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Hain CEO joins Herbalife feud

Long Island executive Irwin Simon, CEO of Melville-based organic product maker Hain Celestial, is siding with billionaire investor Carl Icahn on the future of nutritional supplement company Herbalife. Debate over the stability of Herbalife as a company has filled business news headlines for the past month, fueled by the public feud between high-profile investors William Ackman and Icahn -- who have taken opposite positions on Herbalife's stock. Ackman has a short position worth over $1 billion on Herbalife stock, asserting the company is a pyramid scheme and that share prices will go down to zero. Icahn revealed a 13 percent stake in the company last week and has called Ackman's claims misguided. In an appearance on the CNBC program "CEO Summit" yesterday, Simon said he agreed with Icahn's side of the debate: "Eating healthy is not a fad, not a trend; it's gonna be a bigger part of life," he said. "I think there's big opportunities for Herbalife." -- Lisa Du


New faces at council meeting

A laboratory director and college president have been appointed to the Long Island Regional Economic Development Council. Doon Gibbs, interim director of Brookhaven National Laboratory and W. Hubert Keen, president of Farmingdale State College, participated in council deliberations for the first time Tuesday afternoon. Gibbs, a physicist who came to Brookhaven in 1983, has led the lab since January. Keen, who was tapped as Farmingdale State's president six years ago, is no stranger to the 25-member council. He has helped to lead its workforce and education working group for the past two years. The two succeed the Rev. Calvin Butts III, president of SUNY Old Westbury, and Samuel Aronson, former head of the Brookhaven lab. The council is one of 10 established by Gov. Andrew M. Cuomo to develop five-year strategies for job creation and help to identify projects worthy of state aid. -- James T. Madore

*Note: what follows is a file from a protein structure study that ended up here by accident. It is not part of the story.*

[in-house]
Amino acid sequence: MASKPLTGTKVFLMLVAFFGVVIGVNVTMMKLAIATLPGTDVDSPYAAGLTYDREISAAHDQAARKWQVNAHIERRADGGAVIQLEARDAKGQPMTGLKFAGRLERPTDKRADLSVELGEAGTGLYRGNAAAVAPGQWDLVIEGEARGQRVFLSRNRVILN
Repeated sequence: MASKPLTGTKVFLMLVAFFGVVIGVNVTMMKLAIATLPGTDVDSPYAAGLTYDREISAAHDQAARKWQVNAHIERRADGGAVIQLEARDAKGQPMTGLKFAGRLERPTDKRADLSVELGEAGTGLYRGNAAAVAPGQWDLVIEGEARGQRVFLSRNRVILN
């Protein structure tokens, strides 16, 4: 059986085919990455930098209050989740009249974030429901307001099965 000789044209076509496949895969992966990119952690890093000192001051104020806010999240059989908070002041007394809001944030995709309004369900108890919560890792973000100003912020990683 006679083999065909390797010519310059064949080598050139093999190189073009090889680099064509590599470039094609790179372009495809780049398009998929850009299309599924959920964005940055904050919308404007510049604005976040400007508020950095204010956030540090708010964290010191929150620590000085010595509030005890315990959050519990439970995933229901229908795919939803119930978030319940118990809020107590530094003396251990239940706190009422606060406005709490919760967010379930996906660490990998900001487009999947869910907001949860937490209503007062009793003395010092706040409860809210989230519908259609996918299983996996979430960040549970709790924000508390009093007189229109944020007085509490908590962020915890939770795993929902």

NEW YORK

Times Co. to sell Globe, assets

The New York Times Co. says it's selling The Boston Globe and its related assets, in order to focus on its namesake newspaper. The Times said it had hired Evercore Partners to advise it and manage the sales process. Mark Thompson, the Times' CEO, said in a statement that given the differences between the Globe and the Times, a sale is in the best long-term interests of both properties. Along with the Globe, the Times is selling the Worcester Telegram & Gazette and a 49 percent interest in Metro Boston, a free daily paper for commuters.


NATION

Yahoo unveils new home page

Yahoo yesterday debuted its new home page, redesigned in an effort to get people to visit more frequently and stay longer. The makeover is the most notable change to Yahoo.com since the Internet company hired Marissa Mayer as its CEO seven months ago. Revenue has dropped by about 30 percent from $7.2 billion in 2008 to $5 billion last year, as more online advertising flowed to rivals such as Google and Facebook. Mayer, 37, who spent 13 years helping build Google into the Internet's most powerful company, has vowed to revive revenue growth by establishing Yahoo's services as daily habits that "delight and inspire" users.


Win 'Google Glass,' pay $1,500

Google is running a weeklong contest whose winners get the chance to pay $1,500 for a pair of the Internet-connected glasses the company is touting as the next breakthrough in mobile computing. Participants must submit up to 50 words explaining what they would do with the "Google Glass" technology. Google did not say how many it will sell. Winners will receive the Explorer version of the glasses, a forerunner of the product that is expected to be released to the mass market next year. -- AP

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